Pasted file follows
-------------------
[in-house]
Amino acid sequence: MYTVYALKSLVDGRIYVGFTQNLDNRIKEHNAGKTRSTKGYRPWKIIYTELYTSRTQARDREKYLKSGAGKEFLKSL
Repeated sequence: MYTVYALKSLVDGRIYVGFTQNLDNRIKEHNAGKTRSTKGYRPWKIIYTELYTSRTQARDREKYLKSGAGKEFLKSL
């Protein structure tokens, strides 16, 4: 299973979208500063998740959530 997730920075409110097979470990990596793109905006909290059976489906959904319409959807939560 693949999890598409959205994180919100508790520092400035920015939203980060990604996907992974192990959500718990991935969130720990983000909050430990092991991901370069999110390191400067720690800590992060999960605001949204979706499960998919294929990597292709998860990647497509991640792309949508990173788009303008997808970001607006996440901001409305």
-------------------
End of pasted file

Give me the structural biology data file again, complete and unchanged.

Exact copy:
[in-house]
Amino acid sequence: MYTVYALKSLVDGRIYVGFTQNLDNRIKEHNAGKTRSTKGYRPWKIIYTELYTSRTQARDREKYLKSGAGKEFLKSL
Repeated sequence: MYTVYALKSLVDGRIYVGFTQNLDNRIKEHNAGKTRSTKGYRPWKIIYTELYTSRTQARDREKYLKSGAGKEFLKSL
């Protein structure tokens, strides 16, 4: 299973979208500063998740959530 997730920075409110097979470990990596793109905006909290059976489906959904319409959807939560 693949999890598409959205994180919100508790520092400035920015939203980060990604996907992974192990959500718990991935969130720990983000909050430990092991991901370069999110390191400067720690800590992060999960605001949204979706499960998919294929990597292709998860990647497509991640792309949508990173788009303008997808970001607006996440901001409305």